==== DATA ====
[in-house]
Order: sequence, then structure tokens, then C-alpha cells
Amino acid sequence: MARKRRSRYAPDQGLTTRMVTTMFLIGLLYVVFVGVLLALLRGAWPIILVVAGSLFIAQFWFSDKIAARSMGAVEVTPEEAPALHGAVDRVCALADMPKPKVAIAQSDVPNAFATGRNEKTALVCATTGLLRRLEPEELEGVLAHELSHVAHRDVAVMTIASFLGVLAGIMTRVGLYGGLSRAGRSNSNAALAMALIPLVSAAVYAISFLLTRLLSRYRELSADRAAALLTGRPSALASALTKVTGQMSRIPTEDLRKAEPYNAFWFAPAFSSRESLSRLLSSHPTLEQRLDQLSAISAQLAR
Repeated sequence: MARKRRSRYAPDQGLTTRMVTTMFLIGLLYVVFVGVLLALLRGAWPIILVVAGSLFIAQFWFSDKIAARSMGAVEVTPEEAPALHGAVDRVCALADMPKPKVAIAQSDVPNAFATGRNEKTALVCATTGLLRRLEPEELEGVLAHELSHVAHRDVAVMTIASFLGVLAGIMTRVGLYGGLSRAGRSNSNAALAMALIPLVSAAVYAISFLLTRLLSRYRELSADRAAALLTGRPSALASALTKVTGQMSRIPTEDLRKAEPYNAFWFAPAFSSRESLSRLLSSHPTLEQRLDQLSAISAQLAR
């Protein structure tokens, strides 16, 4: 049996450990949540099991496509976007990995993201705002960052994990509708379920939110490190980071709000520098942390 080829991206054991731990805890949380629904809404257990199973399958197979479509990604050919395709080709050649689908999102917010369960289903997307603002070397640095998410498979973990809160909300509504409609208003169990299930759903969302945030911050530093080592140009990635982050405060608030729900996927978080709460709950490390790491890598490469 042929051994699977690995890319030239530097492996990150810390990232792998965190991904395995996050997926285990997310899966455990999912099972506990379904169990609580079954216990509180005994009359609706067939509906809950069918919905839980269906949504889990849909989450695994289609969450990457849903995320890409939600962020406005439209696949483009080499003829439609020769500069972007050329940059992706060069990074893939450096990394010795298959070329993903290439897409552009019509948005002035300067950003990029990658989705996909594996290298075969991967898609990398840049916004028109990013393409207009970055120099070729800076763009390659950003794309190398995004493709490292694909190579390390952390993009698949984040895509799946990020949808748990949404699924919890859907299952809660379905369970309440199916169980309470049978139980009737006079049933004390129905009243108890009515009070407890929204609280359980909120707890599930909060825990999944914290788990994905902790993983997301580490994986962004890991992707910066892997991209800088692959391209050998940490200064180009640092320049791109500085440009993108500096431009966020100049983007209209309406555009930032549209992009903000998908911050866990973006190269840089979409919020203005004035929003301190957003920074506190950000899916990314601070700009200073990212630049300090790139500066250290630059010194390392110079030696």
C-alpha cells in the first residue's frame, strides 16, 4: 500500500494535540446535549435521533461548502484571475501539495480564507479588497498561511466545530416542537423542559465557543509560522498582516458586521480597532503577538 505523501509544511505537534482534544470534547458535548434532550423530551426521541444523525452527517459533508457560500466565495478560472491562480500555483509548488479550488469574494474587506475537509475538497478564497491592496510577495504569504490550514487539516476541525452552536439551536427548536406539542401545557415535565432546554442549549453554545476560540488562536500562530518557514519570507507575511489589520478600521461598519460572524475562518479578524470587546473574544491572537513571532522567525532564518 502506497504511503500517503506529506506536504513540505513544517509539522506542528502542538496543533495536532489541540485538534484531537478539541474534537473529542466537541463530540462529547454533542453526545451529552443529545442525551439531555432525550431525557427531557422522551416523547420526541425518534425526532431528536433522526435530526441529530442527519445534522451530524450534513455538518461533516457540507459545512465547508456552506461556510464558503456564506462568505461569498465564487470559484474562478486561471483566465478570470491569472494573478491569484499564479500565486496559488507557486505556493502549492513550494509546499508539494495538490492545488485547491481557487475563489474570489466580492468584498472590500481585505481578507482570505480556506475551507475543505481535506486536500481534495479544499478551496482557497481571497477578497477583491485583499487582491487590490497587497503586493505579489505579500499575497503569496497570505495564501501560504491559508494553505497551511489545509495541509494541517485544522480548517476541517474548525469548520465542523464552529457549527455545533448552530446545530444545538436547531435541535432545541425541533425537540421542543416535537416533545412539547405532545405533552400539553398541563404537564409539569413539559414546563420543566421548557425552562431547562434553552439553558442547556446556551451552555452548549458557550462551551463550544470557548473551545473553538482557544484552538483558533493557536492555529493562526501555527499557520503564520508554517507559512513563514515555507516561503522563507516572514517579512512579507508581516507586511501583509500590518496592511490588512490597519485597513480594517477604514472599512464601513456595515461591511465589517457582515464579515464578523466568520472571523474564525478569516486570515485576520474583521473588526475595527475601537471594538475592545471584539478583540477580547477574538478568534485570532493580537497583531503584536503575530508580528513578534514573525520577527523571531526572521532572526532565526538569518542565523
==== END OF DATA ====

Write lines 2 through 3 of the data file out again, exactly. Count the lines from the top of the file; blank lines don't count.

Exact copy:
Order: sequence, then structure tokens, then C-alpha cells
Amino acid sequence: MARKRRSRYAPDQGLTTRMVTTMFLIGLLYVVFVGVLLALLRGAWPIILVVAGSLFIAQFWFSDKIAARSMGAVEVTPEEAPALHGAVDRVCALADMPKPKVAIAQSDVPNAFATGRNEKTALVCATTGLLRRLEPEELEGVLAHELSHVAHRDVAVMTIASFLGVLAGIMTRVGLYGGLSRAGRSNSNAALAMALIPLVSAAVYAISFLLTRLLSRYRELSADRAAALLTGRPSALASALTKVTGQMSRIPTEDLRKAEPYNAFWFAPAFSSRESLSRLLSSHPTLEQRLDQLSAISAQLAR